As a former English instructor, there is virtually no book, short story or movie I used in the classroom that hadn't been banned somewhere. I am talking about real attacks on our moral fiber like The Adventures of Huckleberry Finn, The Scarlet Letter, and The Hobbit. The banners come from every spectrum from the right to left and from the moral majority to the born again. Such actions have made writers like R.L.Stine stars. I mean Stine's work is written as high-interest, low challenging material for middle school boys. It is far from great literature, but the banners of all things immoral have kept the books in publication and growing for years.
I still remember my first banned book. Not the first one I read, but the one that a group of parents had taken from our hands when I was in high school. Tell Me That You Love Me Junie Moon was the book. In all honesty, not one of us in the class would have probably read the book except for enough to skim it to pass quizzes. As soon as it was taken us, the book became the singular best seller at the book store in the nearest town. We read it to see what it was that would completely demoralize our young minds. The book was one of those late '60s books that became a mediocre movie in the early '70s. It was and is a long way from a timeless classic. The offending piece of the novel that got it banned to protect our child-like minds was that at one point one of three housemates, a paraplegic, touches the breast of another of the housemates, the acid-scarred Junie Moon. That was it. The book for some reason briefly caught a few people's attention. My parents thought the whole thing was rather dumb. I remember little else about it except that it was forbidden fruit.
Banning books is a bizarre act. I remember the student who didn't want to read 1984 and convinced her parental unit that the book was inappropriate. The parent did the smart thing and rather than trying to get the book banned asked for an alternative. As was my policy, I complied with the request. The irony of this was that just a year or so later, the student wrote a thesis paper on the book for an advanced placement class. I think what happened was she discovered that her friends were shocked and amazed by the book and she ended up reading it anyways.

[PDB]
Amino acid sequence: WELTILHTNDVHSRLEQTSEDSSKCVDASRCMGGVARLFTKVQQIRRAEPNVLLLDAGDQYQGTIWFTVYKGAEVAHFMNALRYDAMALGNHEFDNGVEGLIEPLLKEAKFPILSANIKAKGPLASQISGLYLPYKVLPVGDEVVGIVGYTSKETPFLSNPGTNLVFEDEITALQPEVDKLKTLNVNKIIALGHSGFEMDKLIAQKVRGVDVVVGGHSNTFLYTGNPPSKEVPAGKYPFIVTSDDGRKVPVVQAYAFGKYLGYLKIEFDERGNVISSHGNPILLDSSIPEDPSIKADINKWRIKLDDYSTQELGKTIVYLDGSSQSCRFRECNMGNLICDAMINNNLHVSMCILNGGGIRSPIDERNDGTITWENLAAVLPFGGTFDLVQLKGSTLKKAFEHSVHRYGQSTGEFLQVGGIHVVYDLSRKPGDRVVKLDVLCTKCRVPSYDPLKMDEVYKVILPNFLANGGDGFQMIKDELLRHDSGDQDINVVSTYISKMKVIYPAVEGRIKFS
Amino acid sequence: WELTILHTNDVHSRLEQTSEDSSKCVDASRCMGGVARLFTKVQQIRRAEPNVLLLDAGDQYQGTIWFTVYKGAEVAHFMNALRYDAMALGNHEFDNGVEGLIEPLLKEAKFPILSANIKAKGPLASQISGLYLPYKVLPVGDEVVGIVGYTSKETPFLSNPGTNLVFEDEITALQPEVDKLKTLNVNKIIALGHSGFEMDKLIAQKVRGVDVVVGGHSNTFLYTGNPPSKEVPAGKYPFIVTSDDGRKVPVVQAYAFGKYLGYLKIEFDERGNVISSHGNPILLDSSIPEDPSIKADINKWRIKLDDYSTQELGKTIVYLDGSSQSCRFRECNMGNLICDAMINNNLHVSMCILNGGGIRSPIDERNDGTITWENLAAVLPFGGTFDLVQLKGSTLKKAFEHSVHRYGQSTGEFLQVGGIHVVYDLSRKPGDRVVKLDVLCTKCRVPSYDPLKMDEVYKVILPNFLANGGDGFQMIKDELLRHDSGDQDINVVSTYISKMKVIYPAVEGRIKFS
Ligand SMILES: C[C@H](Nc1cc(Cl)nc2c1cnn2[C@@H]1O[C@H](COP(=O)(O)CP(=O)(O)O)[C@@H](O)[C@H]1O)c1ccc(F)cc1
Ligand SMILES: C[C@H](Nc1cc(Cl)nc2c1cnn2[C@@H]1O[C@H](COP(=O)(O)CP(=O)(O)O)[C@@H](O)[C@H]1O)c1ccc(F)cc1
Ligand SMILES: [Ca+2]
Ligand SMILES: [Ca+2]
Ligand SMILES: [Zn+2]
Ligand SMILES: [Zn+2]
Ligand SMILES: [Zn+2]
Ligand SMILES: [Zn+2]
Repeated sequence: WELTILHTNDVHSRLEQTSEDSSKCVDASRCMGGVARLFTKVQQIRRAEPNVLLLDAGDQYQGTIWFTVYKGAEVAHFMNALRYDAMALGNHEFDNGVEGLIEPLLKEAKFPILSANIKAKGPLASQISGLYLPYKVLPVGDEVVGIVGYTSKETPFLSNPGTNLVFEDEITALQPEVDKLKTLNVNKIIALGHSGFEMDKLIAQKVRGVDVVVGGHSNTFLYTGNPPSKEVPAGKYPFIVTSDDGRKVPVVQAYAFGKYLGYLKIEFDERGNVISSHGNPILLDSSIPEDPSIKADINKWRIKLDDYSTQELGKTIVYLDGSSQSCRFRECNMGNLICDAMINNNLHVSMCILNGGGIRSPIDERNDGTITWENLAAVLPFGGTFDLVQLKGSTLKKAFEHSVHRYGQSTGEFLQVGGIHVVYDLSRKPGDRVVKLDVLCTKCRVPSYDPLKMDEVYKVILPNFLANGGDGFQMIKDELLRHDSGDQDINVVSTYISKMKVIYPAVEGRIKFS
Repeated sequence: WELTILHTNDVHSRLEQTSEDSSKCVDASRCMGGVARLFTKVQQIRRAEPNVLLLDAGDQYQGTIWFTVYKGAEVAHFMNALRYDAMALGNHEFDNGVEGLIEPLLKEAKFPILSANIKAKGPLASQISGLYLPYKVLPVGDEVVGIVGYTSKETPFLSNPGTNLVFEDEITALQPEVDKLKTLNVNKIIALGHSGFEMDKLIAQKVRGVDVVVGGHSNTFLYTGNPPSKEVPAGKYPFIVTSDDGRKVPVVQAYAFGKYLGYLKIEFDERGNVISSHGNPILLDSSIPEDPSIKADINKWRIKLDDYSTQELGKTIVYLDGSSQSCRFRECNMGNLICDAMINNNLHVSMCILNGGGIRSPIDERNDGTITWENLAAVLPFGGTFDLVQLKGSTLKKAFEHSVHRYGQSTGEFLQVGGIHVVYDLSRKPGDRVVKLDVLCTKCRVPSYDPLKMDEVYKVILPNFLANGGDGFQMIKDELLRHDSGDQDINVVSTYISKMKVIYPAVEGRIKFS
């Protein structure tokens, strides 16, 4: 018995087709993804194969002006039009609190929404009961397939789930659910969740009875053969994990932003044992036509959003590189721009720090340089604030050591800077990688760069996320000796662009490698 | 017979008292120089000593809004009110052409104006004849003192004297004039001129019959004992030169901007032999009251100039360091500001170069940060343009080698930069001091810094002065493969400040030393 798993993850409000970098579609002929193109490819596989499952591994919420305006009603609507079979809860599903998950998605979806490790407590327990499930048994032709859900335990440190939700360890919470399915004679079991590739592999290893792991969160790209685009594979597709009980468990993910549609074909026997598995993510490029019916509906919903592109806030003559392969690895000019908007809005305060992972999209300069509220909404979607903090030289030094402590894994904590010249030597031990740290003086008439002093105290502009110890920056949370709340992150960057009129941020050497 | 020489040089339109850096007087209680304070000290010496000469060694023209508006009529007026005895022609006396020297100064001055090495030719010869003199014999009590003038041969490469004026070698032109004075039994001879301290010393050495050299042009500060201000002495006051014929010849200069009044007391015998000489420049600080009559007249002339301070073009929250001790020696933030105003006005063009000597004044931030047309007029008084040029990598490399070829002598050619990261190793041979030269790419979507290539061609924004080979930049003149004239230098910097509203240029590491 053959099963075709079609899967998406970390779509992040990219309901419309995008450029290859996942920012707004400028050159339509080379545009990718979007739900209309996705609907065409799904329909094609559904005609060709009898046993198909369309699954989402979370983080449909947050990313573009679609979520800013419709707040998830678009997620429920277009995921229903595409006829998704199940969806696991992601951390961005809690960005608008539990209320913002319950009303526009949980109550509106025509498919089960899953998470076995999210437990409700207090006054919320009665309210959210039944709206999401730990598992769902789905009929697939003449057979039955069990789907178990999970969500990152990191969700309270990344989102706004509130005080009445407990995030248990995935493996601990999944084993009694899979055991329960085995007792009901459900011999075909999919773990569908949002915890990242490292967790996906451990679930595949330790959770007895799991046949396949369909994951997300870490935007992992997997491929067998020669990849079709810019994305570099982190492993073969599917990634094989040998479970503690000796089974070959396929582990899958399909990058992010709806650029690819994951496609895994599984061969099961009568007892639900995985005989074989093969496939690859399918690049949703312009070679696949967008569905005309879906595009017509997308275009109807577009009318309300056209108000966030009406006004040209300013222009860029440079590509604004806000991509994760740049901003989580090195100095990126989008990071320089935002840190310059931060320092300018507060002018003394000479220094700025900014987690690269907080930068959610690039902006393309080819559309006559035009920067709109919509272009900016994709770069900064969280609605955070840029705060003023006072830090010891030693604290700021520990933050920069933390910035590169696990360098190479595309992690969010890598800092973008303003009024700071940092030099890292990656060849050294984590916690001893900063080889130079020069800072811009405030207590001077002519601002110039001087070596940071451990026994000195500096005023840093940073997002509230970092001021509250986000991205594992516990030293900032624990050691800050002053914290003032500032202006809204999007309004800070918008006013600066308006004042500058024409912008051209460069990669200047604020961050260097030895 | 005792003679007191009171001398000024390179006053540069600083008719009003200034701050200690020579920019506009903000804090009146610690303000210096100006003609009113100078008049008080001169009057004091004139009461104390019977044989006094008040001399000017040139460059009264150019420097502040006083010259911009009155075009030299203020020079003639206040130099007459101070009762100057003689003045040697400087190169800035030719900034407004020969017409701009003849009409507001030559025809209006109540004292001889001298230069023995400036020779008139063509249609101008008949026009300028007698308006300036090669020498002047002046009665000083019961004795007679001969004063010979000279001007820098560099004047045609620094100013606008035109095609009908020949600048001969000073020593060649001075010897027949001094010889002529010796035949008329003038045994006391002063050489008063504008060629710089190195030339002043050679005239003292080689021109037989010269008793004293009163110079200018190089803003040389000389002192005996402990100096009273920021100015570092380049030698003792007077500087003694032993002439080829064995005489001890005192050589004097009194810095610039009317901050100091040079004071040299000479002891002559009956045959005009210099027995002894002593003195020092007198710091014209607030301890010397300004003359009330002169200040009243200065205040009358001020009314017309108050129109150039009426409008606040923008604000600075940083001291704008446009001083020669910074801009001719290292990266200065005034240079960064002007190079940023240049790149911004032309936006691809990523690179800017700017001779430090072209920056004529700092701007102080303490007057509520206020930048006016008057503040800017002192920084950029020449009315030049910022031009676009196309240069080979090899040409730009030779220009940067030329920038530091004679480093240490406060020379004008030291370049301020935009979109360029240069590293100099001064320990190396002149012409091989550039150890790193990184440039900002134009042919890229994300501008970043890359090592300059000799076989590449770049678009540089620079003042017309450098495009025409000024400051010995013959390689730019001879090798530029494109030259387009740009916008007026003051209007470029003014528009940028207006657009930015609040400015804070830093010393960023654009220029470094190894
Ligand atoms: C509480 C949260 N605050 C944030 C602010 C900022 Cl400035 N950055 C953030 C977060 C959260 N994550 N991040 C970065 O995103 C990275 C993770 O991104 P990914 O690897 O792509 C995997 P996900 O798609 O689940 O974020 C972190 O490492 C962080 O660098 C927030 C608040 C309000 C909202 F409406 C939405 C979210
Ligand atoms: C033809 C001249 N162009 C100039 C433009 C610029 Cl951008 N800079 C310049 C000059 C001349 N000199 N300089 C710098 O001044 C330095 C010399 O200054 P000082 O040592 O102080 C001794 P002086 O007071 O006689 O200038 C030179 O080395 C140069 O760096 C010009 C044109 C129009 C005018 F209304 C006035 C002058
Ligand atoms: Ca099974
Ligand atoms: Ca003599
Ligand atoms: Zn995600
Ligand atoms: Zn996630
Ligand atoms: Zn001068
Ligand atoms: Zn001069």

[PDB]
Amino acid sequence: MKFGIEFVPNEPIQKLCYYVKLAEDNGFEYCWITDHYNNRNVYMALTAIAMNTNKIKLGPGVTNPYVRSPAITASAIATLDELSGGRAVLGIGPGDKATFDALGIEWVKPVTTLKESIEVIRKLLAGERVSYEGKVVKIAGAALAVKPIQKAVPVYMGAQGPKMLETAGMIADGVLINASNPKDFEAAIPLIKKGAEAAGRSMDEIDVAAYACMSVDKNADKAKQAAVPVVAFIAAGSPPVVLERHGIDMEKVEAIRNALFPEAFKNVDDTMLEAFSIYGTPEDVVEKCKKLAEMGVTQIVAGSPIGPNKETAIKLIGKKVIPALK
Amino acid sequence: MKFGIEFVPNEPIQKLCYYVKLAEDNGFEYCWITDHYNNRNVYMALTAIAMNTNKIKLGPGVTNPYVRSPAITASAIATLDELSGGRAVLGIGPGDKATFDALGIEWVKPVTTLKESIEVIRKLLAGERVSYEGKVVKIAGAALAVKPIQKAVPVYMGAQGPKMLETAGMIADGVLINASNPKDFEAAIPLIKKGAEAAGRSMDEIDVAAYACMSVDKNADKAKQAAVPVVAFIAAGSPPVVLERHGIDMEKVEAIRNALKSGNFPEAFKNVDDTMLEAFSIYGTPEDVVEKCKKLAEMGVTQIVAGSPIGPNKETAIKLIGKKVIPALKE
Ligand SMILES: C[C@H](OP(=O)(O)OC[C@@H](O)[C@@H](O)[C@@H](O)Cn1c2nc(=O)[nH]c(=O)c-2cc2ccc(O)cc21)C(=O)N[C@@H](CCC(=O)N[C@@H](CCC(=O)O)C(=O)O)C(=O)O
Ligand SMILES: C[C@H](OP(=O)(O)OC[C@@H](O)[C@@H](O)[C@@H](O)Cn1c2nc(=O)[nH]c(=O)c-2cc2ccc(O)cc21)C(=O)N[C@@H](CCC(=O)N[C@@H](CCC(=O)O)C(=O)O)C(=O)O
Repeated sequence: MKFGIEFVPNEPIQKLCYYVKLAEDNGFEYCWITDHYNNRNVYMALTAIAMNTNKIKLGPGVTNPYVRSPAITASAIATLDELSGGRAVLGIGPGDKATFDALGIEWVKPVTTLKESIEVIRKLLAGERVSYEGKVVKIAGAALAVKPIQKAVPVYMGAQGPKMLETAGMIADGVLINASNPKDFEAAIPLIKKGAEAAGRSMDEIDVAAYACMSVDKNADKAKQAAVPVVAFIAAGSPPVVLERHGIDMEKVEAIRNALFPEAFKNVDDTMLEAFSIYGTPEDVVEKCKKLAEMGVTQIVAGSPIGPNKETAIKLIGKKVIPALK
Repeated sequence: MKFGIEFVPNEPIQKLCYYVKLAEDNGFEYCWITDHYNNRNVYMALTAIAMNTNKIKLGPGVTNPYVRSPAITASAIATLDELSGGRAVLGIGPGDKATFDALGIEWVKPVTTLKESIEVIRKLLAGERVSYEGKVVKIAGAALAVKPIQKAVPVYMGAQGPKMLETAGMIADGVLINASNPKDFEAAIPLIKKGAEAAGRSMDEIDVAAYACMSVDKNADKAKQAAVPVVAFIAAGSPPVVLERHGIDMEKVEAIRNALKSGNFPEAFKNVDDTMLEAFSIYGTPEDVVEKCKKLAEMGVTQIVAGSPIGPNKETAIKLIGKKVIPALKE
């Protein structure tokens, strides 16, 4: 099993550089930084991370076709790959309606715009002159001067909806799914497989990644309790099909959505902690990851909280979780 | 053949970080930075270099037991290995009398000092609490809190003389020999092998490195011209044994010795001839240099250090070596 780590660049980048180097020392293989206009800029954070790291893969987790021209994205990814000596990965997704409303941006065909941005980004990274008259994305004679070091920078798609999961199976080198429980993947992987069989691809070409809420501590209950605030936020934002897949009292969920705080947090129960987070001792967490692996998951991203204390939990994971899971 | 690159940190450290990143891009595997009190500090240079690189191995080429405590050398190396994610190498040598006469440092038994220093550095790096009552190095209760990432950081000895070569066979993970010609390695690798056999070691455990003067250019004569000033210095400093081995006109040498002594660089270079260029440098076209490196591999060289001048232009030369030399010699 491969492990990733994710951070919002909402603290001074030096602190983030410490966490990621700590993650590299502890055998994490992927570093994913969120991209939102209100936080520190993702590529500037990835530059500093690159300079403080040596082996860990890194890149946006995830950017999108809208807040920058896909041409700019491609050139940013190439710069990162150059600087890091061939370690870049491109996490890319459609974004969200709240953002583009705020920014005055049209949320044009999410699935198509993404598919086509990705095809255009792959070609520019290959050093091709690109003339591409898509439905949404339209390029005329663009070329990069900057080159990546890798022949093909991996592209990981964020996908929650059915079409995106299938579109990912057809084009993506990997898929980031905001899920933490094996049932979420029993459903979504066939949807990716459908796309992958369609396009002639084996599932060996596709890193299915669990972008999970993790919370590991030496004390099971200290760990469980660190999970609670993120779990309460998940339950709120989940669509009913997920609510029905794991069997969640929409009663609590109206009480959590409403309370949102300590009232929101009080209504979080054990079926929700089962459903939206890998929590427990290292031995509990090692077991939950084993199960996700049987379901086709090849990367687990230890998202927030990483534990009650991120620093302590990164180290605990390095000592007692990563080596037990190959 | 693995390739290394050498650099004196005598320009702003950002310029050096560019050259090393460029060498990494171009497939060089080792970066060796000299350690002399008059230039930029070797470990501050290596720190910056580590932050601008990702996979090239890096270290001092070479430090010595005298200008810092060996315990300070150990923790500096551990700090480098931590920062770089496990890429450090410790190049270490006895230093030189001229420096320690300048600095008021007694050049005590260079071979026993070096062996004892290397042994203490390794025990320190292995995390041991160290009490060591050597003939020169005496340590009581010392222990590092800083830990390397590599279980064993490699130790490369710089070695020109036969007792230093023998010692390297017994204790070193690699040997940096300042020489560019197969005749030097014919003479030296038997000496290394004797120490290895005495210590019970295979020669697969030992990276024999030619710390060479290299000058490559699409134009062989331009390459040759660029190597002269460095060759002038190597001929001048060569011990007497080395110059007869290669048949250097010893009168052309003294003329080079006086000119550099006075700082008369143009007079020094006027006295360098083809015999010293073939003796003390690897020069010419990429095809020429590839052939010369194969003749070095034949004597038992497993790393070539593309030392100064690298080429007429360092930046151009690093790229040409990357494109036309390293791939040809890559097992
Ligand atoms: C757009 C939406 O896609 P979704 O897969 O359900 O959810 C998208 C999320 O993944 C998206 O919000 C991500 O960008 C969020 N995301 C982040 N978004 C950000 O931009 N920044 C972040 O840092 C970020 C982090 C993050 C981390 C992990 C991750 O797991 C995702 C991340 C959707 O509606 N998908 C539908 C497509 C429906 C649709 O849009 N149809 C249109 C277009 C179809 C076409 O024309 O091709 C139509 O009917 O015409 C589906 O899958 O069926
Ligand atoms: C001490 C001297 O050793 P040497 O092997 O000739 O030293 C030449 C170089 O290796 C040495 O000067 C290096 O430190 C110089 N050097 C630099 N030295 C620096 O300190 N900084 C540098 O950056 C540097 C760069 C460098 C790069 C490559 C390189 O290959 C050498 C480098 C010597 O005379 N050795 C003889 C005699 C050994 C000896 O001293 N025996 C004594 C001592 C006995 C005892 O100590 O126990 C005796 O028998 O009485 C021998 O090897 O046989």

Then there was the principal who was concerned about a number of complaints administration had received about Faerie Tale by Raymond Feist. In the years I taught the book, which did have a strong sensual scene, I never once had trouble with a book because I always prepared the way for the book and made it clear that the book with its ties to Midsummers Night's Dream was worth the read as both modern fantasy and dark fantasy. It also was frequently a class favorite. I hadn't taught the class for years at that point, although I chose it for the original curriculum. It did remain as an occasional alternative, but as a class book it was dropped. Not so much banned as not battled for.
I also recall the Sunday school teacher who announced how The Lion King was terrible and awful for children because it had talking animals and the son who sees his father in the heavens. It never occurred to her what an excellent teaching tool this would be for teaching something like -- oh, I don't know, some other guy and his dad. She also was blissfully unaware that The Lion King was inspired by the horribly immoral play Hamlet.
Okay, so now you know the secret. If you need your kid to read Scarlett Letter just tell them they can't.
So here's a couple of book lists: 100 most challenged and banned books in the past decade.
100 most challenged and banned books from the '90's.
and finally a list of Classics that have been challenged and why.
Please take a time and enjoy being a rebel.